had increased 6 inches. I here give my weight and gain per week during the progress of my cure.

First week, the 12th of October, 1895, 138 lb. or 9 st. 12 lb.; second week, 143 lb.; third week, 147 lb.; fourth week, 149 lb.

; fifth week, 153 lb.; sixth week, 157 lb.; seventh week, 160 lb.; eighth week, 163 lb.; ninth week, 165 lb. ; tenth week, 168 lb.; eleventh week, 168 lb.; twelfth week, 169 lb.; thirteenth week, 170 lb.; fourteenth week, 173 lb.; fifteenth week, 174 lb.; sixteenth week, the 24th of January, 1896, 176 lb. or 12 st. 8 lb.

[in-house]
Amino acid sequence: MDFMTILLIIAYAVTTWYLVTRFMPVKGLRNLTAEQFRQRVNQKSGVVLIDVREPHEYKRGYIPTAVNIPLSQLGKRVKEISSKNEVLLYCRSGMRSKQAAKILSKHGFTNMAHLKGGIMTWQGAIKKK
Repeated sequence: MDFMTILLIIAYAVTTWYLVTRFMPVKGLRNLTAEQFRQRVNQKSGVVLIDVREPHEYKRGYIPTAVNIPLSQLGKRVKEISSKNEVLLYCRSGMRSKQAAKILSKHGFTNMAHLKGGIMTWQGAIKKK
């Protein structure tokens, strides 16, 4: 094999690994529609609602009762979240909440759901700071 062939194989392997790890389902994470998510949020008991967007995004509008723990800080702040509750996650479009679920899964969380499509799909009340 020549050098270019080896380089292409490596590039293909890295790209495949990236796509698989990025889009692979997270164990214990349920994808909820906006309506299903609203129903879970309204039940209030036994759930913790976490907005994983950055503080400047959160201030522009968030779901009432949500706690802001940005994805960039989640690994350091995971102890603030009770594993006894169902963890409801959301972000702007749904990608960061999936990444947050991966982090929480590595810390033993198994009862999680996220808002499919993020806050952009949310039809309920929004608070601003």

Since that time, now almost three years ago, I have kept in perfect health and maintained a weight of from 12 st. 4 lb. to 12 st. 7 lb., at which figure I at present turn the scales. It is certainly a : struggle to get up one's weight, but when that has been accomplished one has only to eat a normal amount to maintain it. I have now of course no cough, my lungs are quite healed and not a trace of tuberculosis left, and I am quite as likely to remain sound as any person who has never been affected-more likely, I think, because I know how to live and what to avoid. I have since my return been examined by doctors who knew me before and during my illness, and they have all pronounced me perfectly sound. Quite lately, in July, before the British Medical Association in Edinburgh, some of the greatest authorities on the chest examined me and found my lungs quite healed and in a healthy condition. If my case were an isolated one it would convince nobody, some other cause would be adduced to account for the recovery, but it is also the case of hundreds of others who have been perfectly cured at Nordrach, and who have been fitted again to take their part in the work of life. I may say that I have worked as hard since my recovery as ever I did in my life, but with considerably altered methods, and with a deal more care to the essentials of rest and nourishment, and the avoidance of the things—such as impure airwhich tended to bring about my breakdown. I may mention that the windows of my house are never closed, but are kept open winter and summer, with nothing but the best results; that I never wear an overcoat or carry an umbrella in the wettest or coldest weather ; and that I have been drenched dozens of times without changing my clothes or catching a cold. This generally is the mode of life followed by those who have been to Nordrach. Before going there they are weakly, dying consumptives; on their return they are strong, hardy and healthy men and women, capable of standing any climate—and climate certainly has nothing to do either with the cause or the cure of consumption-provided they lead the reasonable lives that all of us, strong and weak alike, should lead. It may be said that these cures are not permanent; but it is in their permanency that they are so different from many improvements in condition received elsewhere, which seldom last. Cases that were cured ten years ago, when Dr. Walther first started his treatment at Nordrach, still